This strategy may have contributed to the Liberals' recovering enough votes to retain their parliamentary representation in the election of 2022. Yet while Sabuni instigated the strategy, she did not see it through. She resigned 5 months before the election, after less than three years as leader. Pehrson, who had become leader of the Liberal parliamentary group under Sabuni and, a little later, also the party's first vice-chair, was appointed as her replacement by a unanimous national executive (SvD 8 Apr. 2022), subject to confirmation at a later party congress. Only then did the Liberals' support pick up. It contributed to a narrow win for the right-leaning bloc in the election and the formation of a three-party coalition government that included the Liberals—and was supported by the Sweden Democrats. Internal reaction to the agreement suggested that Liberals remained bitterly divided about their party's direction (Aylott and Bolin, 2023). Nevertheless, the party congress unanimously confirmed Pehrson's confirmation as Liberal leader in November 2022.

The Liberals' own first response to their institutional revolution was to seek to formalise the new selection procedure. The party council recommended to the 2021 party congress that the statutes should provide for an advisory membership ballot before the selection of any future leader (Nu 22 October; Liberalerna, 2020; Malm, 2020). Yet congress delegates voted by a large margin, 122 to 52, to reject the recommendation (Liberalerna, 2021). It will be fascinating to see if the perception of procedural legitimacy has durably shifted in the Liberals, which would militate towards more internal rows about how the party selects its leaders; or whether, with political circumstances changed, the perception of procedural legitimacy has, in fact, shifted back towards the traditional Swedish line, based on precursory delegation and the channelling of competition by a steering agent. It will be equally fascinating to see whether the Liberals' fateful experiment with membership ballots influences other Swedish parties, which have been so resistant to change.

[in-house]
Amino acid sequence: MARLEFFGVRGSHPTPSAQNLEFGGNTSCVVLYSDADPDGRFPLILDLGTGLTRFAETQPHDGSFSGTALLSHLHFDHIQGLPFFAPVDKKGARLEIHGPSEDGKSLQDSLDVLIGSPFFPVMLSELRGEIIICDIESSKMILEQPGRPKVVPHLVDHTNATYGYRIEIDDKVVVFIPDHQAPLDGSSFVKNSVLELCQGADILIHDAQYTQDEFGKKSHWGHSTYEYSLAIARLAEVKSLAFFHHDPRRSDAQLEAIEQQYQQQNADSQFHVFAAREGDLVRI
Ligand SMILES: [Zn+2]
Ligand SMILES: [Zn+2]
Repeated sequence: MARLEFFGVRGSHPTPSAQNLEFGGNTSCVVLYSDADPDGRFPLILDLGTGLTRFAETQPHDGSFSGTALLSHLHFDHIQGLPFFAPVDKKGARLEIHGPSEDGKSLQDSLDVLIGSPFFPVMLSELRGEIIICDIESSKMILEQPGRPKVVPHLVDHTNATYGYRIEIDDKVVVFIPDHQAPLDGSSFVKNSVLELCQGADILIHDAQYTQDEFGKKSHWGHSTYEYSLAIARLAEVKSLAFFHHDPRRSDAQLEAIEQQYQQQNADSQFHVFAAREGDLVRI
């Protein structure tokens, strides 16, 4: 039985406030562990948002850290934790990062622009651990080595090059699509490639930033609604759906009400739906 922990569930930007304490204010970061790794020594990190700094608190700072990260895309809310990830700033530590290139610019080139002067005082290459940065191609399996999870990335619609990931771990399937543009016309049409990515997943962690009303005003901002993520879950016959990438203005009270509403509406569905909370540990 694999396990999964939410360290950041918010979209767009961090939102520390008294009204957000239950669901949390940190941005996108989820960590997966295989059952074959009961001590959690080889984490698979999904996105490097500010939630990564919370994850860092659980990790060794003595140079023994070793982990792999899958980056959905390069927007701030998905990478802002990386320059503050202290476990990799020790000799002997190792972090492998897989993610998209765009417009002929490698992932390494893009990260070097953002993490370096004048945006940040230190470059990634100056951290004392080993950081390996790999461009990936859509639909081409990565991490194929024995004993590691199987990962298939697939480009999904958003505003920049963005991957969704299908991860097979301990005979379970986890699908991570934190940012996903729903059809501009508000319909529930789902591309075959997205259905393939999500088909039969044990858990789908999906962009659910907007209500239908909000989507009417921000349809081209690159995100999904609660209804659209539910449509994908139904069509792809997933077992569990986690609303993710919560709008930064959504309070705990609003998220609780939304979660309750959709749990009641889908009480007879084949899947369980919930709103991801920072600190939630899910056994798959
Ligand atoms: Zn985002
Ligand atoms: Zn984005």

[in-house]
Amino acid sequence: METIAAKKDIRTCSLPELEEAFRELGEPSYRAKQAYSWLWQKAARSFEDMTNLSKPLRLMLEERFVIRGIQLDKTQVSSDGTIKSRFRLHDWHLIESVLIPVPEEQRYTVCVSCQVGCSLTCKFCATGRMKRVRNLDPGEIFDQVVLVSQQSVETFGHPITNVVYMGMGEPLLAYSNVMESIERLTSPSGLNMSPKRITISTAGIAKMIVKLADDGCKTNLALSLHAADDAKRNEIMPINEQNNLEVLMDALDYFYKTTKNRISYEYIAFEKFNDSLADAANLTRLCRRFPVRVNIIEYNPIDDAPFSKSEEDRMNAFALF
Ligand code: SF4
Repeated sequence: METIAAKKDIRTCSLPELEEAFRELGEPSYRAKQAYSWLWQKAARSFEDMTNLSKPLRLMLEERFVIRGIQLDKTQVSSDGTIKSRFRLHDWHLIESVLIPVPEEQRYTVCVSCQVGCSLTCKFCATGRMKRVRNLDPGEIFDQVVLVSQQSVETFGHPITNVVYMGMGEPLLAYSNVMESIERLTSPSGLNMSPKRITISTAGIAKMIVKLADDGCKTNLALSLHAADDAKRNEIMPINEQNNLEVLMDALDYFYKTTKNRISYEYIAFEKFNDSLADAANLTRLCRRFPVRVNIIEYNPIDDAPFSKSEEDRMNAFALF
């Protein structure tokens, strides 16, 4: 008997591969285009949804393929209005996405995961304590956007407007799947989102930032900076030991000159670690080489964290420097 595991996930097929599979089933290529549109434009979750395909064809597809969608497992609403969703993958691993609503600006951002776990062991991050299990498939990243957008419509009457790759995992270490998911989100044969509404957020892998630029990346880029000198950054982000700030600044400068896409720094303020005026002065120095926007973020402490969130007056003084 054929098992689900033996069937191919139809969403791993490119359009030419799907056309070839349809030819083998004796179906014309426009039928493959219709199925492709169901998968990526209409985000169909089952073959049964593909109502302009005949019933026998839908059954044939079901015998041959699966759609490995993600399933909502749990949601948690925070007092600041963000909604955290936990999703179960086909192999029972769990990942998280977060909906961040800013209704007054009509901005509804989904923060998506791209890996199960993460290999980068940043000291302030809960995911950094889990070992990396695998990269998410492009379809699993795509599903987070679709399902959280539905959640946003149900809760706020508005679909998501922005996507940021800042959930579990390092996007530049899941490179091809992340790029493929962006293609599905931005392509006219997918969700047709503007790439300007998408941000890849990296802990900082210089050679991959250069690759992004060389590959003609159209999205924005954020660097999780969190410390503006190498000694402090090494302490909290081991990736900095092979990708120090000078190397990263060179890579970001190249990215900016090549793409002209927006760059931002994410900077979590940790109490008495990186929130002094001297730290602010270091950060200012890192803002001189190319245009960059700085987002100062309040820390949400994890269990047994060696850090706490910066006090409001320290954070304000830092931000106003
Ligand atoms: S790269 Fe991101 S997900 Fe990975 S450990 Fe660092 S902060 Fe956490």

Data availability statement

The original contributions presented in the study are included in the article/Supplementary material, further inquiries can be directed to the corresponding authors.

Ethics statement

Ethical review and approval was not required for the study on human participants in accordance with the local legislation and institutional requirements. Written informed consent for participation was not required for this study in accordance with the national legislation and the institutional requirements. Written informed consent was not obtained from the individual(s) for the publication of any potentially identifiable images or data included in this article.

Author contributions

All authors listed have made a substantial, direct, and intellectual contribution to the work and approved it for publication.


Research for this article was funded by a project grant issued by the Foundation for Baltic and East European Studies (ÖSS-dnr 19/18).


Earlier versions of this article were presented at the conference of the Nordic Political Science Association (August 10–13, 2021) and the political science research seminar at Södertörn University (September 8, 2021). The authors are grateful for the useful comments received there. We are additionally grateful for the constructive suggestions made by the referees for this journal.

Conflict of interest

The authors declare that the research was conducted in the absence of any commercial or financial relationships that could be construed as a potential conflict of interest.

Publisher's note

All claims expressed in this article are solely those of the authors and do not necessarily represent those of their affiliated organizations, or those of the publisher, the editors and the reviewers. Any product that may be evaluated in this article, or claim that may be made by its manufacturer, is not guaranteed or endorsed by the publisher.

Supplementary material

The Supplementary Material for this article can be found online at:


1. ^In fact, Björklund became the Liberals' second-longest-serving leader. When his term ended, the party's 11 leaders had each spent, on average, nearly 8 years in the job. When the four shortest-serving leaders are excluded, the average rises to 11 years (see Bolin, 2019).

2. ^Back in 2002, the party's secretary-general had talked about building a “network party,” which would embrace liberals who were not necessarily members (DN 28 Oct. 2002). Indeed, in the parliamentary election the previous month, a non-member had successfully stood on a Liberal list. But this initiative petered out.

3. ^In fact, the same region had held an even earlier advisory ballot of its members in 2014, when the party was choosing its list for the European parliamentary election (interview 5).

4. ^Another region had planned a ballot, but the challenge to Björklund fizzled out before it could be held (SR 23 August 2017).

5. ^This is was the same secretary-general who had referred to the “network party” 17 years previously (see footnote 2).